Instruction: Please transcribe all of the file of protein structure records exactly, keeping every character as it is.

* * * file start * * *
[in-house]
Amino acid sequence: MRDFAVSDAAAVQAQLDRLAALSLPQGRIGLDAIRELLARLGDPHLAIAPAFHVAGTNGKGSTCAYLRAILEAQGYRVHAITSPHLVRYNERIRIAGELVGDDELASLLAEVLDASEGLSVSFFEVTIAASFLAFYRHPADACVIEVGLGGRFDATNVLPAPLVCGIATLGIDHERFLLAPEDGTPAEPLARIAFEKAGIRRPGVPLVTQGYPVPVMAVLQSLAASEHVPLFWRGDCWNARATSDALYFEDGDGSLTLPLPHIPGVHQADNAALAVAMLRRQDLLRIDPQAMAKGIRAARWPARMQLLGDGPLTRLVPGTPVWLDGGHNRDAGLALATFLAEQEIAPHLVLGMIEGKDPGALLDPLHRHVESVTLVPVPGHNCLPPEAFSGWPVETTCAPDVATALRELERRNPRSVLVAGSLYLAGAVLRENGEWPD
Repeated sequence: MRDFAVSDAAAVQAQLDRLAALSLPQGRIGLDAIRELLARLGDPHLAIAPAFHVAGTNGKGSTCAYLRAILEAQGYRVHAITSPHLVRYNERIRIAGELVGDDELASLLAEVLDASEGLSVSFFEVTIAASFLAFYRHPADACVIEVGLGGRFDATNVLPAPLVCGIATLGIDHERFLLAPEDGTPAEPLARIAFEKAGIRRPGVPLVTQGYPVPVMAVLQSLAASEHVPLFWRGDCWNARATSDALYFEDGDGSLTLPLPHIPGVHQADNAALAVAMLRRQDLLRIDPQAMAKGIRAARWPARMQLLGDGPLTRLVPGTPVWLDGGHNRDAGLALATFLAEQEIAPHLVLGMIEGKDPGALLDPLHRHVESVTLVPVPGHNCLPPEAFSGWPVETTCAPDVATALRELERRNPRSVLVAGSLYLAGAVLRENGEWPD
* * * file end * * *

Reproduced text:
[in-house]
Amino acid sequence: MRDFAVSDAAAVQAQLDRLAALSLPQGRIGLDAIRELLARLGDPHLAIAPAFHVAGTNGKGSTCAYLRAILEAQGYRVHAITSPHLVRYNERIRIAGELVGDDELASLLAEVLDASEGLSVSFFEVTIAASFLAFYRHPADACVIEVGLGGRFDATNVLPAPLVCGIATLGIDHERFLLAPEDGTPAEPLARIAFEKAGIRRPGVPLVTQGYPVPVMAVLQSLAASEHVPLFWRGDCWNARATSDALYFEDGDGSLTLPLPHIPGVHQADNAALAVAMLRRQDLLRIDPQAMAKGIRAARWPARMQLLGDGPLTRLVPGTPVWLDGGHNRDAGLALATFLAEQEIAPHLVLGMIEGKDPGALLDPLHRHVESVTLVPVPGHNCLPPEAFSGWPVETTCAPDVATALRELERRNPRSVLVAGSLYLAGAVLRENGEWPD
Repeated sequence: MRDFAVSDAAAVQAQLDRLAALSLPQGRIGLDAIRELLARLGDPHLAIAPAFHVAGTNGKGSTCAYLRAILEAQGYRVHAITSPHLVRYNERIRIAGELVGDDELASLLAEVLDASEGLSVSFFEVTIAASFLAFYRHPADACVIEVGLGGRFDATNVLPAPLVCGIATLGIDHERFLLAPEDGTPAEPLARIAFEKAGIRRPGVPLVTQGYPVPVMAVLQSLAASEHVPLFWRGDCWNARATSDALYFEDGDGSLTLPLPHIPGVHQADNAALAVAMLRRQDLLRIDPQAMAKGIRAARWPARMQLLGDGPLTRLVPGTPVWLDGGHNRDAGLALATFLAEQEIAPHLVLGMIEGKDPGALLDPLHRHVESVTLVPVPGHNCLPPEAFSGWPVETTCAPDVATALRELERRNPRSVLVAGSLYLAGAVLRENGEWPD